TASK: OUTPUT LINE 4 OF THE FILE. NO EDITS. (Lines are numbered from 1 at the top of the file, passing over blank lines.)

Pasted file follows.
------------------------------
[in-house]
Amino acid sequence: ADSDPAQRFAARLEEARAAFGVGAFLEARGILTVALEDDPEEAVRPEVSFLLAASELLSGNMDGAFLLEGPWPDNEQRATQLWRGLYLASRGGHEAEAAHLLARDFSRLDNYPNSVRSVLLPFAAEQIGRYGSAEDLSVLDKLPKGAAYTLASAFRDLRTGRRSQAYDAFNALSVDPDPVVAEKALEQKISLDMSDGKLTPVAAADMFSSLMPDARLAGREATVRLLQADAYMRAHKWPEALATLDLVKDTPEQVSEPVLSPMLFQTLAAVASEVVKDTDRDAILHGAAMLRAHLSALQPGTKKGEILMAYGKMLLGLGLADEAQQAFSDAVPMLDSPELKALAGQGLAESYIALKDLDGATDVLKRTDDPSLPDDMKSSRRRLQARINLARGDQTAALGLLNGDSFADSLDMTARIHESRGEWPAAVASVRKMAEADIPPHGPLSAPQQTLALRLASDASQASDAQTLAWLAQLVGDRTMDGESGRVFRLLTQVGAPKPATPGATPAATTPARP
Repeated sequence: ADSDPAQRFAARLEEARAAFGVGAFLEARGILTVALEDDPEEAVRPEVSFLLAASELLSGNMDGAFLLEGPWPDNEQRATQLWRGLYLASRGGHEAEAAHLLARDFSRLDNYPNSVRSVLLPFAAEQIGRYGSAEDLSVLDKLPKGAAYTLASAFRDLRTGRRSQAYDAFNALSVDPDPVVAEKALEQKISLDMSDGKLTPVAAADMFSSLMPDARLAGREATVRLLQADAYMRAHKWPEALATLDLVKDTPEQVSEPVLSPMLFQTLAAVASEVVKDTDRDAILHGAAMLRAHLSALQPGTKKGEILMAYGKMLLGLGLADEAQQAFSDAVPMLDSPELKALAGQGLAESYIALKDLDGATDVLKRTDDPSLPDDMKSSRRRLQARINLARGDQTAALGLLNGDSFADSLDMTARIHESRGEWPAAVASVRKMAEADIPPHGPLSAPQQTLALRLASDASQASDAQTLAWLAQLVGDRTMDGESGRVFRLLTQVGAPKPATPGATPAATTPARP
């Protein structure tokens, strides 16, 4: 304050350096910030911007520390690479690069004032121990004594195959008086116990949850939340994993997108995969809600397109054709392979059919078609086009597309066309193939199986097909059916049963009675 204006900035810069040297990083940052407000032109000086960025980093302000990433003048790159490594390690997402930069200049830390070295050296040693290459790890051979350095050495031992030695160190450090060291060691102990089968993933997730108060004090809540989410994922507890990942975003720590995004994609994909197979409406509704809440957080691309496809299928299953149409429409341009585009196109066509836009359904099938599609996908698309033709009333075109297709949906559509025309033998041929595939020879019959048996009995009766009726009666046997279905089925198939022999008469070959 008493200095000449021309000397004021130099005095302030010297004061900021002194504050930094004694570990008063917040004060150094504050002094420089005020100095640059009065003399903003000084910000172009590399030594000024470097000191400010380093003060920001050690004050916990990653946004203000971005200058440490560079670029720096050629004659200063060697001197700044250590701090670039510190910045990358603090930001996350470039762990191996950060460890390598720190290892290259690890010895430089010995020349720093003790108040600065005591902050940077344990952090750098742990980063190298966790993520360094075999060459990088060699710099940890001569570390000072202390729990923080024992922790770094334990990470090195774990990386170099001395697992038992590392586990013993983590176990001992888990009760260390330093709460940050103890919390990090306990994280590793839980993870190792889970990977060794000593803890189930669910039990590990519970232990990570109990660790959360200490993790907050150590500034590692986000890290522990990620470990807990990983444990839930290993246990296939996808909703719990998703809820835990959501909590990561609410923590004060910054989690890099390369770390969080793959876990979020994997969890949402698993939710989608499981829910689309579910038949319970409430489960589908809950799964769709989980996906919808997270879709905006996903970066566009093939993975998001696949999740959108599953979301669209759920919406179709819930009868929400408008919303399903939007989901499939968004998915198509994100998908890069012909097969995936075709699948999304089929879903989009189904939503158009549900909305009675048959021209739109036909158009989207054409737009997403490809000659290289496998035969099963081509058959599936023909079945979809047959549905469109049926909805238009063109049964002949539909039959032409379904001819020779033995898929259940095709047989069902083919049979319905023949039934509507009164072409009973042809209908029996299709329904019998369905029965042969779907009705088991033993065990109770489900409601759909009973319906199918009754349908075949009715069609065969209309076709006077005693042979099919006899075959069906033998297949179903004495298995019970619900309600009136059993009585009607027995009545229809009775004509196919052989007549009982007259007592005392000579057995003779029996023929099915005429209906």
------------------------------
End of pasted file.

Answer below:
């Protein structure tokens, strides 16, 4: 304050350096910030911007520390690479690069004032121990004594195959008086116990949850939340994993997108995969809600397109054709392979059919078609086009597309066309193939199986097909059916049963009675 204006900035810069040297990083940052407000032109000086960025980093302000990433003048790159490594390690997402930069200049830390070295050296040693290459790890051979350095050495031992030695160190450090060291060691102990089968993933997730108060004090809540989410994922507890990942975003720590995004994609994909197979409406509704809440957080691309496809299928299953149409429409341009585009196109066509836009359904099938599609996908698309033709009333075109297709949906559509025309033998041929595939020879019959048996009995009766009726009666046997279905089925198939022999008469070959 008493200095000449021309000397004021130099005095302030010297004061900021002194504050930094004694570990008063917040004060150094504050002094420089005020100095640059009065003399903003000084910000172009590399030594000024470097000191400010380093003060920001050690004050916990990653946004203000971005200058440490560079670029720096050629004659200063060697001197700044250590701090670039510190910045990358603090930001996350470039762990191996950060460890390598720190290892290259690890010895430089010995020349720093003790108040600065005591902050940077344990952090750098742990980063190298966790993520360094075999060459990088060699710099940890001569570390000072202390729990923080024992922790770094334990990470090195774990990386170099001395697992038992590392586990013993983590176990001992888990009760260390330093709460940050103890919390990090306990994280590793839980993870190792889970990977060794000593803890189930669910039990590990519970232990990570109990660790959360200490993790907050150590500034590692986000890290522990990620470990807990990983444990839930290993246990296939996808909703719990998703809820835990959501909590990561609410923590004060910054989690890099390369770390969080793959876990979020994997969890949402698993939710989608499981829910689309579910038949319970409430489960589908809950799964769709989980996906919808997270879709905006996903970066566009093939993975998001696949999740959108599953979301669209759920919406179709819930009868929400408008919303399903939007989901499939968004998915198509994100998908890069012909097969995936075709699948999304089929879903989009189904939503158009549900909305009675048959021209739109036909158009989207054409737009997403490809000659290289496998035969099963081509058959599936023909079945979809047959549905469109049926909805238009063109049964002949539909039959032409379904001819020779033995898929259940095709047989069902083919049979319905023949039934509507009164072409009973042809209908029996299709329904019998369905029965042969779907009705088991033993065990109770489900409601759909009973319906199918009754349908075949009715069609065969209309076709006077005693042979099919006899075959069906033998297949179903004495298995019970619900309600009136059993009585009607027995009545229809009775004509196919052989007549009982007259007592005392000579057995003779029996023929099915005429209906």